louie's lucky after all
Louis CK reveals his new special made him 'shitloads of money'
Last night comedian Louis CK revealed his grand experiment in media distribution has more than paid off. In a post on his website, the comic divulged financial figures regarding his groundbreaking special.
Available exclusively online for only $5, the Digital Rights Management-free production (meaning, you can do whatever you want with your purchased file) cost him $170,000 to film, plus $32,00 to build the site it was hosted on. In just twelve hours, 50,000 fans bought a copy, netting the comic roughly $250,000. Excluding Paypal fees, that money went directly to his production company, Pig Newton, Inc. Maybe that fat bastard is on to something.
The success of direct-to-the-people distribution has increased rapidly in recent years, gaining it’s first major breakthrough in 2007 when Radiohead released their album “In Rainbows” using the format. The band — like CK — bypassed the constraints of major studios and made the album the way they wanted, retaining complete ownership of the product. This model encourages the truest form of artistic integrity, as the product is made solely by the content creator for the fans, without any corporate influence.
Comedians and musicians aren’t the only ones capitalizing on the allure of “Hey, this only costs a few bucks and I get to directly support the artist?” Video game distribution company Steam has embraced this philosophy since 2003, and although they have never released sales figures, a former competitor estimates the company controlled 70% of the digital distribution market. With over 1,400 games available through their store, and 35 million active users, Steam has absolutely blown up in recent years. This is in no small part due to the software’s ease of use, restrained use of DRM, affordable pricing and overall user-centric philosophy.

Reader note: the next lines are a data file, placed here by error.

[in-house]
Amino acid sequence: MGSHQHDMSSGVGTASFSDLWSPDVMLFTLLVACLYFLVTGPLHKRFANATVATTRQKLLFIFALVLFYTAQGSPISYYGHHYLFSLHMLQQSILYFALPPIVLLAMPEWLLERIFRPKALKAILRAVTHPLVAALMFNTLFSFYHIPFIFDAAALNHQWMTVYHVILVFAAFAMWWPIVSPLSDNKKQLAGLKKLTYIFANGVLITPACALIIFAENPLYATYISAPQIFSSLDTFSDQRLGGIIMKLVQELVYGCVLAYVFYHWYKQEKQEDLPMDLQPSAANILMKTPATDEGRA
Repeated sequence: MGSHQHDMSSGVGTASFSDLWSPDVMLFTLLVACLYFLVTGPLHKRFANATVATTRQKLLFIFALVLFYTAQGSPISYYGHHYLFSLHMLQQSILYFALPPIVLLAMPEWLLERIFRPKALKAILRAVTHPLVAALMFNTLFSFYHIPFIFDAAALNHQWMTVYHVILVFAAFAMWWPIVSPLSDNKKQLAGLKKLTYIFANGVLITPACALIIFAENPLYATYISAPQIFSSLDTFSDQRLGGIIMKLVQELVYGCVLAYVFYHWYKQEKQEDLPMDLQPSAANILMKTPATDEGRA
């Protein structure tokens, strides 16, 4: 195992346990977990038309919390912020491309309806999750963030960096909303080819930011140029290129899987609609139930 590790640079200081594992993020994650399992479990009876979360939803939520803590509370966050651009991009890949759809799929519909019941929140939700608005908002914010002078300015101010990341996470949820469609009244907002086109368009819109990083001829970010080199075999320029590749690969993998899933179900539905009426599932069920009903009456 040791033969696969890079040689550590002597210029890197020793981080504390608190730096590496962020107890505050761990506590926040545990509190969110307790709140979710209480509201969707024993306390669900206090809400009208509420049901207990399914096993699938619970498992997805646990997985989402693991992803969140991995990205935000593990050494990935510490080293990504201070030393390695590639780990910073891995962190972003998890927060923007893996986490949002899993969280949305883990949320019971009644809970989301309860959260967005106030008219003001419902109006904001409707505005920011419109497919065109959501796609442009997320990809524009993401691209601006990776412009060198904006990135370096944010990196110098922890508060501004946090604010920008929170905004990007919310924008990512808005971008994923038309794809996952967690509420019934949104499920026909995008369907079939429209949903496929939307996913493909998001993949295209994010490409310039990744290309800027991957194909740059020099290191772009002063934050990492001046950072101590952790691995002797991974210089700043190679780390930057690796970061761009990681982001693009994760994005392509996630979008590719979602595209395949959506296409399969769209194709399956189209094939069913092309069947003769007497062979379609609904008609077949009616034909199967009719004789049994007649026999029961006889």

For the most part, direct distribution by established artists benefits them as much as it does the fans. Without studio executives constantly hovering over their shoulders, the artists are free to develop their craft in whatever way they see fit. They can say whatever they want or breach whatever topics they want without fear of being censored. And really, what better way to gauge interest in a particular art than to sell it directly to consumers?
This business model has a long way to go before it can rid artists of the creative hindrances imposed by corporate interests, but thanks to the success of Louis CK’s Live at the Beacon Theater, at least others will see it can be done — and pay off. Who knew that bypassing old media gateways is not only possible, but profitable?
Buy Louis C.K.’s hour-long special here, and read his full blog post explaining its success here.